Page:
Imagine you sit in a seminar room in Brussels with a small group of people. Imagine you close your eyes and travel out of your body, out of the room, flying higher and higher until you see the street from above, then the city, the country, Europe and finally the Earth. You are floating in space, looking down at the Earth with its oceans and continents and clouds. Eventually, you decide to fly back to Earth. Approaching it, you realise that it looks different. You can’t find the building you left, so you decide to fly to the building immediately below you.
Above the entrance is a big sign: Museum of Transformation. You enter – there’s nobody there, but all the doors are open. Next to the entrance is a calendar, showing the year 2089.
The paragraphs above introduced a creative writing exercise at our Strategic narratives workshop in Brussels. Over two days, we invited participants to engage in a number of practical exercises in order to learn and share experiences about using narratives as a communication method. The Museum of Transformation focuses on a thought experiment:
You arrive at the Museum of Transformation – it is the year 2089. In small glass vitrines you find four artifacts: a piece of formed glass, a small piece of wood, a metal pincer and a braided ring. Why are these pieces in a museum? What do they stand for? What’s their history, bearing in mind the year is now 2089?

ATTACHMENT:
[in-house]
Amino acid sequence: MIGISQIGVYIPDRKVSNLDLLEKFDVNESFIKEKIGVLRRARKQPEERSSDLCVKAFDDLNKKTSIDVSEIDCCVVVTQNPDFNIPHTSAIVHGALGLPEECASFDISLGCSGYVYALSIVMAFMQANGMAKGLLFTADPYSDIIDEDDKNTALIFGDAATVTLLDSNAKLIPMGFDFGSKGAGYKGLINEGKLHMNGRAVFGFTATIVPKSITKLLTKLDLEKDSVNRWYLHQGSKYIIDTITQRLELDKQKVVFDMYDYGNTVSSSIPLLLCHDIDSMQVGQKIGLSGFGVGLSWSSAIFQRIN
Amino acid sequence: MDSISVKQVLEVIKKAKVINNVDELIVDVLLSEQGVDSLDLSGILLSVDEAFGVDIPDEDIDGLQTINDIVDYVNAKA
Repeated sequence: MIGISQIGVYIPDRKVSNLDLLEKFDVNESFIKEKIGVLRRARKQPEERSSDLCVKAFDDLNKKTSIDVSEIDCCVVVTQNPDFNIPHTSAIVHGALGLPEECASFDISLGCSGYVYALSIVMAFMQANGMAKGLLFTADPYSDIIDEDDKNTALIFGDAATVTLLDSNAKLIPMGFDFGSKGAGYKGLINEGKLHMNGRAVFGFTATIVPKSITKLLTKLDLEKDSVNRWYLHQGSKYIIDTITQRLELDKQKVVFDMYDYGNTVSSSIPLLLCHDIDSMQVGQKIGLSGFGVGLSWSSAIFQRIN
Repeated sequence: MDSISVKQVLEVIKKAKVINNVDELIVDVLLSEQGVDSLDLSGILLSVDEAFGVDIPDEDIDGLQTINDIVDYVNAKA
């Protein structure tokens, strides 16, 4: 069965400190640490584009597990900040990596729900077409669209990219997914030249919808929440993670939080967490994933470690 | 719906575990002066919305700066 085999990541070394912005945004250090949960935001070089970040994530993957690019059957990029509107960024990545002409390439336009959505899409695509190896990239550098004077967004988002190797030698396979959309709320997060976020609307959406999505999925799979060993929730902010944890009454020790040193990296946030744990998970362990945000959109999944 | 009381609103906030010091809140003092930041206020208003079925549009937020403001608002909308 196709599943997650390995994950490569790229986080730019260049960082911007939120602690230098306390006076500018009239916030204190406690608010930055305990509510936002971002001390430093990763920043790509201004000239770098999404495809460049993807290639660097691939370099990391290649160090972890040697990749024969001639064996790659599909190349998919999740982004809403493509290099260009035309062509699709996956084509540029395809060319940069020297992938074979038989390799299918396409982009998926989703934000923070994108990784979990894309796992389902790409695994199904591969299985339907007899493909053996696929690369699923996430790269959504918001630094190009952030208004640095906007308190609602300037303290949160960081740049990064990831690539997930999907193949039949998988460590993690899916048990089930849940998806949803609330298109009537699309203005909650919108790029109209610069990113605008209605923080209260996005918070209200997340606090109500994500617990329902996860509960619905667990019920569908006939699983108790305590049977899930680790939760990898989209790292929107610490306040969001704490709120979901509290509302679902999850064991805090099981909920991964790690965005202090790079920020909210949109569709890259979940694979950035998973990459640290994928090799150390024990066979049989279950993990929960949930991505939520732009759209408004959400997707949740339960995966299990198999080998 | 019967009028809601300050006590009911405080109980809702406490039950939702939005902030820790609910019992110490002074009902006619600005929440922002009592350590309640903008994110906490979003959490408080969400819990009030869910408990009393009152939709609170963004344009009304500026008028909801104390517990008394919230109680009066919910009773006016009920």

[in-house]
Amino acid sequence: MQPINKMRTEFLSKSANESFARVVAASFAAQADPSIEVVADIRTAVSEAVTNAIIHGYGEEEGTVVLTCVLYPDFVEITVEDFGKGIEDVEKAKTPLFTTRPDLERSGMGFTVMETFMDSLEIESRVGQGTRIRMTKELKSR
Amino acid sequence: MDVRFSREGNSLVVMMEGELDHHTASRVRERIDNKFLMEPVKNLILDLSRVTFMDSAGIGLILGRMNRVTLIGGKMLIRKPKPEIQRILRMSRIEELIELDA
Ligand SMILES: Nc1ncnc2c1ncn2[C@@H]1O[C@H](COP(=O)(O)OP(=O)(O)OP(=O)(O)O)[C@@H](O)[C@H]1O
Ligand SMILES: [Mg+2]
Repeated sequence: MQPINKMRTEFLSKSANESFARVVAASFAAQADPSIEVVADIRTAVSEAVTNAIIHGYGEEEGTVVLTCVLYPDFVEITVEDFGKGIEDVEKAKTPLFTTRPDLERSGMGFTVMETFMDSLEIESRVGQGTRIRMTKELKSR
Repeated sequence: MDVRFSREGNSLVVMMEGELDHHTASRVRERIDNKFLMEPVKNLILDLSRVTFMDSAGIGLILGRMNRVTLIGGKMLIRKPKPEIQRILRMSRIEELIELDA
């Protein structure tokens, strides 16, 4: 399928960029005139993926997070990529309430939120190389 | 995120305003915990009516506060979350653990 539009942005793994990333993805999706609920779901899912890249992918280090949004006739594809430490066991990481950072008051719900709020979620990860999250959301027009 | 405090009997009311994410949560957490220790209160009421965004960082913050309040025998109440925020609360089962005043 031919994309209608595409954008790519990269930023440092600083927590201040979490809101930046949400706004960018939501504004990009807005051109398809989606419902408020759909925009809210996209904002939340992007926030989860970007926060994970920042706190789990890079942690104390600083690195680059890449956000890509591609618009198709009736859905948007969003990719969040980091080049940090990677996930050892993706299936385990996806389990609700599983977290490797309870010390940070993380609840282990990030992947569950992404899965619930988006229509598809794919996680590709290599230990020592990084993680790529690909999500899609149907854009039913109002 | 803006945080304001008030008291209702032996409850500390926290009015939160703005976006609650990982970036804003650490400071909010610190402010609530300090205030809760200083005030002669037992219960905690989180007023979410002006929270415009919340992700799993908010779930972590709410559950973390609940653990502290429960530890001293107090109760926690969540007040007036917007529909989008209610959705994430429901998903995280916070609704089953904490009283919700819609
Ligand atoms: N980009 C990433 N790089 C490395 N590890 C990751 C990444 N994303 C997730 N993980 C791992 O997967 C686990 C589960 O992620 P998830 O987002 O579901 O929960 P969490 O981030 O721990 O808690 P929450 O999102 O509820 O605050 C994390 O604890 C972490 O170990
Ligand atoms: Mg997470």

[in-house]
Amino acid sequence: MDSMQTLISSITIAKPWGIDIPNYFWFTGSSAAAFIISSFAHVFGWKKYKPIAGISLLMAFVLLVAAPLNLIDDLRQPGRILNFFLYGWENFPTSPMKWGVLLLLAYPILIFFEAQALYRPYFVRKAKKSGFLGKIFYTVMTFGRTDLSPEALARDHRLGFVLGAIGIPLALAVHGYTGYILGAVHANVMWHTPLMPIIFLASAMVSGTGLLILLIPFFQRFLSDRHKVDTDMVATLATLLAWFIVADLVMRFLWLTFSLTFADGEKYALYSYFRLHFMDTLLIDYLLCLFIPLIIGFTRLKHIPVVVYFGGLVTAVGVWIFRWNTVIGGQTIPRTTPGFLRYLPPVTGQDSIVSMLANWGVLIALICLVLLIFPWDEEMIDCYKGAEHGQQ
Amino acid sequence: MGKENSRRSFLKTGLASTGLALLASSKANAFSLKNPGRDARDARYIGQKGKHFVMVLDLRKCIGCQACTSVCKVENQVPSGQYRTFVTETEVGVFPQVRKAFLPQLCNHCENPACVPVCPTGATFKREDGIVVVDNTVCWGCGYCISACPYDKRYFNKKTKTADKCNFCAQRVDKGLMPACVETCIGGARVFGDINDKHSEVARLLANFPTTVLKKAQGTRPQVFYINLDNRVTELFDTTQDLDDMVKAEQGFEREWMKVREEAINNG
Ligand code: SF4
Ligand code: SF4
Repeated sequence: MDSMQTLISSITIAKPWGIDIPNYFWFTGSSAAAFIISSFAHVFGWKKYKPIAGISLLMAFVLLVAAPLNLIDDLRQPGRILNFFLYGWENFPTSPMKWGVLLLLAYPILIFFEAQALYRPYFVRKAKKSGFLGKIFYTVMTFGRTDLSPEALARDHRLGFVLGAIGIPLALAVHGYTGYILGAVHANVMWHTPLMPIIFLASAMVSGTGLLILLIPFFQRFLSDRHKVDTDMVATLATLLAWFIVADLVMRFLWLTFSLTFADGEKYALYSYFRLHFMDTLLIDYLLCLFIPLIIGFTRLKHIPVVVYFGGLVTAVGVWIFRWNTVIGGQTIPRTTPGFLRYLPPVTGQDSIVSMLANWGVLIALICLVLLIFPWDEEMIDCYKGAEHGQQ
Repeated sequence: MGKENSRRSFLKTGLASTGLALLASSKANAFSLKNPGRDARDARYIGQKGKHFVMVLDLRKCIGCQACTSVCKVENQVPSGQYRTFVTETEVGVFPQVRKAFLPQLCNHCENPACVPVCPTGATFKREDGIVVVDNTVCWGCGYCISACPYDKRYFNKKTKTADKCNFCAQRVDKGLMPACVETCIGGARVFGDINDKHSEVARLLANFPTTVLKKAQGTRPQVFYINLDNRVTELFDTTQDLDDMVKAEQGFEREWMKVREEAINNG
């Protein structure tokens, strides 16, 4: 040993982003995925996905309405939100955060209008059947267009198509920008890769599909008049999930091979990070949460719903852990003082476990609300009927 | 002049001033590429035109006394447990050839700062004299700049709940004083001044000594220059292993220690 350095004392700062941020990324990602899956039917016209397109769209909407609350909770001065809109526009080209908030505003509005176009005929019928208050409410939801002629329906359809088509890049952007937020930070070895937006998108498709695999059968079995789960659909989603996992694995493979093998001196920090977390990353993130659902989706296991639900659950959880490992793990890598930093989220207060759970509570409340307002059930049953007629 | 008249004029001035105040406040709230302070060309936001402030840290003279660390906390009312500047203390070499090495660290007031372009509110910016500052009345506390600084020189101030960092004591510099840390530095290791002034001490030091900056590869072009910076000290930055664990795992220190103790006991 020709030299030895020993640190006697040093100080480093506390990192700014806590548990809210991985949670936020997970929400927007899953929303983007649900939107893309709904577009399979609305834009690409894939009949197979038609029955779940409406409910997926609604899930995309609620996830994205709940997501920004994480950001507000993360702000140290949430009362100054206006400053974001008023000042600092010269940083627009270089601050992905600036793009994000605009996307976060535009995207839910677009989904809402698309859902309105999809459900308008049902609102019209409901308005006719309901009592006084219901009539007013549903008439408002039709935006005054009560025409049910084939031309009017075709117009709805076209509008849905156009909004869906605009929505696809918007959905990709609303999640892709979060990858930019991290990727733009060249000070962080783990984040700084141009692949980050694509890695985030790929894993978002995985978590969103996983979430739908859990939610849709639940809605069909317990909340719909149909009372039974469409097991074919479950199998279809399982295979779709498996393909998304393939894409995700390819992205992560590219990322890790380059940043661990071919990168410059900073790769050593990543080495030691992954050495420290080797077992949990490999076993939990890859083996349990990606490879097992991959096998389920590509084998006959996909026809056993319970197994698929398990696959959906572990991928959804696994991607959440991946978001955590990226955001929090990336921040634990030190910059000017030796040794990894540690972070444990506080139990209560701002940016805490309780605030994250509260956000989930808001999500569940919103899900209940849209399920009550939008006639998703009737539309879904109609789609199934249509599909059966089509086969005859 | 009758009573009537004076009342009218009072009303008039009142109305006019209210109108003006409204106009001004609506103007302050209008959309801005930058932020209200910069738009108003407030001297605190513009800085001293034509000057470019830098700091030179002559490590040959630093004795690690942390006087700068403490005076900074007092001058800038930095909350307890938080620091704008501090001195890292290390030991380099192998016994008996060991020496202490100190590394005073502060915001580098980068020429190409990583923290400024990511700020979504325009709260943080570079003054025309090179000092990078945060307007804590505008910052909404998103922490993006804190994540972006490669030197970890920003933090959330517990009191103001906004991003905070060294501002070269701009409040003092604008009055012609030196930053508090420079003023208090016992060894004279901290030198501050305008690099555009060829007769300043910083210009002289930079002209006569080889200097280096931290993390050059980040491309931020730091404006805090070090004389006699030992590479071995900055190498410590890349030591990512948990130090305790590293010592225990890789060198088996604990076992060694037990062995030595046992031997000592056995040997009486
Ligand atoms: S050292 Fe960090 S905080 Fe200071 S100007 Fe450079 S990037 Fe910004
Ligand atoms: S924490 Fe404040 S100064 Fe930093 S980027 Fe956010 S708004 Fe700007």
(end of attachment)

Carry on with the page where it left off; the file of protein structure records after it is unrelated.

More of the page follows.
The participants formed small groups: each group was given one of the artifacts and a driver which had an important role in the artifact’s story – either creativity, collaboration, flexibility or empowerment. The groups were then asked to write a story about the artifact.
The exercise encouraged participants to take a different perspective by looking through the lens of creativity and imagining a future with few boundaries, outside the common frames of what is plausible, possible and reasonable.
Creative practices have the potential to challenge present barriers and discourses, and could serve as a tool to catalyse sustainable transformations through their ability to open up different possibilities and spaces for dialogue.
A growing number of artists are working on climate change issues through their creative practices. Indeed, art and creative approaches are increasingly recognised for their potential to challenge current thinking on climate change (Gabrys & Yusoff, 2012) and to present new ways of approaching an issue that is scientifically, politically, economically, socially, and culturally complex, unburdened by the weight of disciplinary constraints (Goehler & Prüss, 2012).
“Art and science interactions can liberate one’s thoughts…. By becoming aware of preconceptions that have been conditioning us unconsciously we are able to perceive and to understand the world in a fresh way and could free habitual responses at various levels.” David Bohm, quantum physicist (1996, p. 49)
From this perspective, a stronger interaction between creativity, science and practice has the potential to change habitual responses, possibly into transformative directions towards a more sustainable future.